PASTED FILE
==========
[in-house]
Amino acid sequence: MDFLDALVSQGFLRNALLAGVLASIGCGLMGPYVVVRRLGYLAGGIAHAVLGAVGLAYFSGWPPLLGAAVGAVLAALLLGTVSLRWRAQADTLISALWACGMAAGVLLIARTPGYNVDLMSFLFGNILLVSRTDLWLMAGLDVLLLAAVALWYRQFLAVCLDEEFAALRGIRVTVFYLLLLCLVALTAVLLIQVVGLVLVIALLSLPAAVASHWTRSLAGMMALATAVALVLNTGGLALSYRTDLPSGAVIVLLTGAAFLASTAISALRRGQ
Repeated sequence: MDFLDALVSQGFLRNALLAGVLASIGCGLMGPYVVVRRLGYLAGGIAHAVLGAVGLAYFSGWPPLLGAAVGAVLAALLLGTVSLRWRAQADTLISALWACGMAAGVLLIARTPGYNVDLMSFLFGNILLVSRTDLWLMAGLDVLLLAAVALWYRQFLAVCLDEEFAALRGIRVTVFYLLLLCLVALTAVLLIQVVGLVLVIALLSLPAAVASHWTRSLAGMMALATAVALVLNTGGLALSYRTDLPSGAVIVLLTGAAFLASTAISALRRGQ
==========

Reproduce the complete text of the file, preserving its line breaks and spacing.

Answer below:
[in-house]
Amino acid sequence: MDFLDALVSQGFLRNALLAGVLASIGCGLMGPYVVVRRLGYLAGGIAHAVLGAVGLAYFSGWPPLLGAAVGAVLAALLLGTVSLRWRAQADTLISALWACGMAAGVLLIARTPGYNVDLMSFLFGNILLVSRTDLWLMAGLDVLLLAAVALWYRQFLAVCLDEEFAALRGIRVTVFYLLLLCLVALTAVLLIQVVGLVLVIALLSLPAAVASHWTRSLAGMMALATAVALVLNTGGLALSYRTDLPSGAVIVLLTGAAFLASTAISALRRGQ
Repeated sequence: MDFLDALVSQGFLRNALLAGVLASIGCGLMGPYVVVRRLGYLAGGIAHAVLGAVGLAYFSGWPPLLGAAVGAVLAALLLGTVSLRWRAQADTLISALWACGMAAGVLLIARTPGYNVDLMSFLFGNILLVSRTDLWLMAGLDVLLLAAVALWYRQFLAVCLDEEFAALRGIRVTVFYLLLLCLVALTAVLLIQVVGLVLVIALLSLPAAVASHWTRSLAGMMALATAVALVLNTGGLALSYRTDLPSGAVIVLLTGAAFLASTAISALRRGQ